It is just a fleeting reference, it doesn’t provide a lot of details and we aren’t really told very much about her, but never being afraid to venture into the land of speculation in the cause of a good message we shall venture forth looking at the first mother mentioned in the early church.
We don’t know a lot about this woman, she had a very common name and so she is identified by who her son was and she is referenced only once in the scriptures at all and that is in Acts 12:12 When he realized this, he went to the home of Mary, the mother of John Mark, where many were gathered for prayer.
Just a little background here, the church is undergoing the first wave of persecution, James, John’s brother, one of the original 12 has been executed and Peter has been arrested, presumably to suffer the same fate.
The church gathers together in a home and begins to pray for Peter’s protection and God intervenes. An angel appears in Peter’s cell opens the doors and leads Peter out of the prison. And then we read this incredible statement Acts 12:11 Peter finally came to his senses. “It’s really true!” he said. “The Lord has sent his angel and saved me from Herod and from what the Jewish leaders had planned to do to me!” I think he probably realized that he wasn’t dreaming, and that is where we came into the story. Peter apparently had an idea where the church was meeting because he makes his way to the house identified as the home of Mary, the mother of John Mark,
We used to joke that as our kids got older we lost our identity and were only known as Stephen’s parents or Deborah’s parents, and so we only know this woman as Mary, John Mark’s mom, and yet her influence is seen throughout the New Testament and the early church.
So, all we really know is that Mary was the mother of John Mark who was one the young preachers used by Paul to minister to the early church and her home was used as a meeting place by the early church. And yet throughout the book of acts we see her son mentioned in the company of Paul, Peter and Barnabas as well he wrote one of the four Gospels, so you gotta figure that this lady did something right.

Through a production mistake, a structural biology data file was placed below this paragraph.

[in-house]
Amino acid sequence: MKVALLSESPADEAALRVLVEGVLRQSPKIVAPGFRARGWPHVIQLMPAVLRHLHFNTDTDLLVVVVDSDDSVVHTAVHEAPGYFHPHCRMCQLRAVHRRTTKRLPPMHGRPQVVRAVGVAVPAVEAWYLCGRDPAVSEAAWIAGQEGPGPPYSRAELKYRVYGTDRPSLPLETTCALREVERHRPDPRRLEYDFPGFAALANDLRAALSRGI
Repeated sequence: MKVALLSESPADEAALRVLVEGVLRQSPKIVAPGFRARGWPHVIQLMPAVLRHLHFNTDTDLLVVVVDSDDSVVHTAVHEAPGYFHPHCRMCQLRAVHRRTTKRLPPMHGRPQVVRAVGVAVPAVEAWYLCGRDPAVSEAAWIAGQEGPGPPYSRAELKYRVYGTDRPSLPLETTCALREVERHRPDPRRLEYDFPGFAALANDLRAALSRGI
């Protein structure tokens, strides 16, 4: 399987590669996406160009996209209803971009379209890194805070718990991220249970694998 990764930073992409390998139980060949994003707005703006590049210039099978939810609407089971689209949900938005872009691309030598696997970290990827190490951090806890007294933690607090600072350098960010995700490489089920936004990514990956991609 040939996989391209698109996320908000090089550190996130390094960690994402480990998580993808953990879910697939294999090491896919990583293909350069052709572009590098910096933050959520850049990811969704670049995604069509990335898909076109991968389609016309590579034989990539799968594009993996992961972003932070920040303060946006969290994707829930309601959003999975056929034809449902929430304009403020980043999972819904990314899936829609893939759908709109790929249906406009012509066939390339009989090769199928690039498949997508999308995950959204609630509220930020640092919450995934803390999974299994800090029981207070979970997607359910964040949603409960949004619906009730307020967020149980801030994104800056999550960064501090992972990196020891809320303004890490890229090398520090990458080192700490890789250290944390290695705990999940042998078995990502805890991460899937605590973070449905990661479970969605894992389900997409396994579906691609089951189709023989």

Tradition tells us that this was the house where Jesus gathered the 12 to share in the Passover celebration that we now refer to as the “Last Supper” and that later it became the ad hoc head quarters for the early church. If that is the case than we have to assume that Mary was a woman of means to have a house large enough for such gatherings.
And if that is indeed the case it would explain an obscure reference that we find only in Marks Gospel. It is discovered in Mark’s account of the arrest of Jesus. Mark 14:51-52 One young man following behind was clothed only in a long linen shirt. When the mob tried to grab him, he slipped out of his shirt and ran away naked. Other translations tell us that he was wearing a linen sheet. So here is the speculation, that when Jesus and his apostles left the home they were meeting in that young John Mark wrapped himself in a sheet and followed them, only to almost be caught by the guards who arrested Jesus, escaping with little more than his life.